We have of course various therapeutic categories we could play in, but, because of the great preparatory work that has been done by our team in RXi, the ophthalmology pipeline really stands out as a unique opportunity, with some attractive developments in preclinical testing (proliferative vitreoretinopathy, macular degeneration and retinoblastoma). Now that we have been able to get RXI-109 ready for transition in Phase 2 clinical testing in patients, we should be able to focus more on advancing our ophthalmology pipeline. Considering the substantial interest the ophthalmology space has received in the last few years, also here some good partnering and co-development opportunities should exist.
7. Where do you see the value of the Opko (NYSE:OPK) assets that RXi acquired a few months ago?
The value of the Opko siRNA assets comes from the patent estate. There are several patented sequences in that estate, several of which have good underlying pharmacological data. Of course, these are predominantly naked siRNAs and as such will be limited in their capability to penetrate into the diseased tissue. The synergy with the RXi technology platform can come from the fact that these known and often potent sequences might be valid candidates for our self-delivering approach. This could further jump-start our pipeline of clinical candidates in the years to come.
8. What would you say to investors interested in buying your stock right now?
I would say that reading about our company, and digging into the understanding of our technology will help new investors to really understand why the RXi approach to delivering RNAi technology is a potential winner on a broad front of therapeutic applications. RXI-109 is a first clinical development candidate that, because of its potential activity in a highly attractive market (skin scarring) has significant potential to create a lot of value. That however is only the surface. The RXi Pharmaceuticals platform has such a broad spectrum of therapeutic possibilities that, over time, it could become a biotech blockbuster of its own. The earlier you get invested into such a company with a potentially transformational platform, the higher the return on investment could be. ?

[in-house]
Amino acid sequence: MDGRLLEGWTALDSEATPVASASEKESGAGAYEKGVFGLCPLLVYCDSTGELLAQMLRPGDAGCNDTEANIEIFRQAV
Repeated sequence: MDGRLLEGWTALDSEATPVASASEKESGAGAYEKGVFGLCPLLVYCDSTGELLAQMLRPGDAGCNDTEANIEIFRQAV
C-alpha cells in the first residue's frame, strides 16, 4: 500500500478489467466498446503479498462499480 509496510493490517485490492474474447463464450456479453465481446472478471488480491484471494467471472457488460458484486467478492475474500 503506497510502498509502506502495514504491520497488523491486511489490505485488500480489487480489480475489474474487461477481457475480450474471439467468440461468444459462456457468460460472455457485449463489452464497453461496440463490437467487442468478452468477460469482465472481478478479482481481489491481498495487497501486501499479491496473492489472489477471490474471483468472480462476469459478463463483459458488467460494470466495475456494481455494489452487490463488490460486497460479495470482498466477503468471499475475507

9. We noticed the reverse split and the application to list on the NASDAQ Capital Markets. Any comments on that?
As you can imagine from the previous comments in this interview, being able to get exposure and interest from large institutional investors is key for a corporation that could become the next large biotechnology company. In order to be on the radar screen of these large institutional investors, a share price as a “penny stock” is not appealing. Our reverse split has been carefully discussed internally and with financial advisors, and the consensus was that doing it at a moment that the Company has shown great progress in their clinical development, and not just before a new financing was the right approach.
With the NASDAQ being the premier technology exchange we felt that an application in parallel with the reverse stock split would underline the intrinsic strength of RXi Pharmaceuticals and provide a clear signal that the Board and the management team of the company are strong believers in the potential of the company going forward.